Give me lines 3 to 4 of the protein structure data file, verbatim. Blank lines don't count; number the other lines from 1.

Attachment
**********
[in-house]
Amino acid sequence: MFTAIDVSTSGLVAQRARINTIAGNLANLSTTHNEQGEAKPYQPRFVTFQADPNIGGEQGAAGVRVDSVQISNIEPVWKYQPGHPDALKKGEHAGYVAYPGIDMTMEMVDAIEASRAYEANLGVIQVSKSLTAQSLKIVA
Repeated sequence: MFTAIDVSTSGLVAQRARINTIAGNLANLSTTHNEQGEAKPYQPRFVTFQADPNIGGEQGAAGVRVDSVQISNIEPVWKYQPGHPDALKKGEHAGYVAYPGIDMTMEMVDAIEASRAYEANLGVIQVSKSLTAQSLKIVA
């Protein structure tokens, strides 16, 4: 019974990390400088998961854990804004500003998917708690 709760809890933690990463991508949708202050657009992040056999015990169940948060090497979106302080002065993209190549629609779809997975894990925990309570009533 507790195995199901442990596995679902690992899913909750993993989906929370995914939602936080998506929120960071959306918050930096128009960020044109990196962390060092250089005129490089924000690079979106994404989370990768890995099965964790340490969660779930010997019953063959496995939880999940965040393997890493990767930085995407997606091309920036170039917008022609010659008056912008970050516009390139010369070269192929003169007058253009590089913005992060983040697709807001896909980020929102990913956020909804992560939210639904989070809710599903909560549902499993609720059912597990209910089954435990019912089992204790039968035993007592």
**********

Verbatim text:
Repeated sequence: MFTAIDVSTSGLVAQRARINTIAGNLANLSTTHNEQGEAKPYQPRFVTFQADPNIGGEQGAAGVRVDSVQISNIEPVWKYQPGHPDALKKGEHAGYVAYPGIDMTMEMVDAIEASRAYEANLGVIQVSKSLTAQSLKIVA
């Protein structure tokens, strides 16, 4: 019974990390400088998961854990804004500003998917708690 709760809890933690990463991508949708202050657009992040056999015990169940948060090497979106302080002065993209190549629609779809997975894990925990309570009533 507790195995199901442990596995679902690992899913909750993993989906929370995914939602936080998506929120960071959306918050930096128009960020044109990196962390060092250089005129490089924000690079979106994404989370990768890995099965964790340490969660779930010997019953063959496995939880999940965040393997890493990767930085995407997606091309920036170039917008022609010659008056912008970050516009390139010369070269192929003169007058253009590089913005992060983040697709807001896909980020929102990913956020909804992560939210639904989070809710599903909560549902499993609720059912597990209910089954435990019912089992204790039968035993007592």